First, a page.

A man accused of spray painting messages opposed to the lese majeste law at the seat of royal power was granted bail on the condition he not repeat what he did.
The 25-year-old artist identified only as Bang-ern was granted bail yesterday, one day after he was tackled by police while spraying slogans on a wall of the Grand Palace. He was charged with two crimes including damaging a historical site, which could land him up to seven years in prison.
Bang-ern was freed on a bond of THB50,000 (US$1,450) but told by the Criminal Court he must not do a similar crime in the future.
He has not been charged with royal defamation, the very law he was criticizing, according to legal rights advocacy group Thai Lawyers for Human Rights.
In footage of the incident, police rushed to tackle a man using black spray paint on the wall at around 5:40pm on Tuesday. He had already painted an anarchy symbol and the numerals “112,” which were crossed out in apparent protest to the royal defamation law, which is Section 112 of the Criminal Code. Also known as lese majeste, the law which punishes any offense deemed to “defame, insult, or threaten” the monarchy with up to 15 years in prison per offense. The law, which had fallen out of favor for some years, was brought back to charge and jail political dissidents, particularly those demanding reform of the monarchy.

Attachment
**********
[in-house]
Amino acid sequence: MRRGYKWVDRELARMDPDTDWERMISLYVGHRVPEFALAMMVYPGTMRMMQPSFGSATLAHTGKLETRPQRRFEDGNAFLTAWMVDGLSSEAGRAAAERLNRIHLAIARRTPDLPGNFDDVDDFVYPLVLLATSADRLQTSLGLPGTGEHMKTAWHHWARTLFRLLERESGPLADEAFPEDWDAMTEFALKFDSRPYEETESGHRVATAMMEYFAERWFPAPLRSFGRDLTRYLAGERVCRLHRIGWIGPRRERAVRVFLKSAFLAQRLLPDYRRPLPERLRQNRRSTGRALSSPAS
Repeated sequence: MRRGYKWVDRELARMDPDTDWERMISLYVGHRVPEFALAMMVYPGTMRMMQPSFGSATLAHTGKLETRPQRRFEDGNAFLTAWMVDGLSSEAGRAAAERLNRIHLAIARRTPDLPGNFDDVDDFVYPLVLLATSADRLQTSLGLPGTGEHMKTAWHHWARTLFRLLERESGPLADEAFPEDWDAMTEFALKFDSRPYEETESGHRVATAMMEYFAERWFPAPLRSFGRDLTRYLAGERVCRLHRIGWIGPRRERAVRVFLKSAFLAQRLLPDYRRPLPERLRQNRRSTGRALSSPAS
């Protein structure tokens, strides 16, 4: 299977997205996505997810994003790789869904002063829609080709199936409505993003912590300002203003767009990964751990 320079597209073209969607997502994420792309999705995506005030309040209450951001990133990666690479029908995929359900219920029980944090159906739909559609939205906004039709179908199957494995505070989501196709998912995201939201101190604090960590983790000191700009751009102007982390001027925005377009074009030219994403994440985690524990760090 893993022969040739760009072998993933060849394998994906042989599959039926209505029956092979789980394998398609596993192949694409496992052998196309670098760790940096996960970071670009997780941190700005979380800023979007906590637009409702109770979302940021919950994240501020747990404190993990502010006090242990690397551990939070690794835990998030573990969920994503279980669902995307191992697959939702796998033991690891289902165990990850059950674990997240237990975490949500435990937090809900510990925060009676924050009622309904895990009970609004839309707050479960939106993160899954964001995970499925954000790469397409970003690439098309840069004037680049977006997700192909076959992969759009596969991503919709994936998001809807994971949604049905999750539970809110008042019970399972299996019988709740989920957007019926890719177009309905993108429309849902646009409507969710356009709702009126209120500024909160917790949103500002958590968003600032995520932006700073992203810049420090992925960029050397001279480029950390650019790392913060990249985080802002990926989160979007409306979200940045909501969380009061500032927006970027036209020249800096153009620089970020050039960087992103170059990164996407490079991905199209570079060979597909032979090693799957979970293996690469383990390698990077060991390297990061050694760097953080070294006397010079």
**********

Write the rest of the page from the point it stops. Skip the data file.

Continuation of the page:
Hours after the graffiti was painted and then painted over, pro-democracy group Thalugaz carried on the mural’s message elsewhere in Bangkok.
The Thai Lawyers group said Bang-ern is an artist from Khon Kaen. Thai politics have been a major part of his childhood since he attended Redshirt protests with his father in 2010. He has produced political works that criticize the abuse of lese majeste in Thailand. Bang-ern has attended anti-monarchy protests that took place in Bangkok and Khon Kaen between 2020 and 2021.
In early 2022, his apartment in Khon Kaen was raided and Bang-ern was taken to a police station without any arrest warrant presented. He was forced to delete around 12 photos of his work from his Facebook, being told by police that they amounted to royal insults.
Copycat anti-112 murals appear overnight in Bangkok
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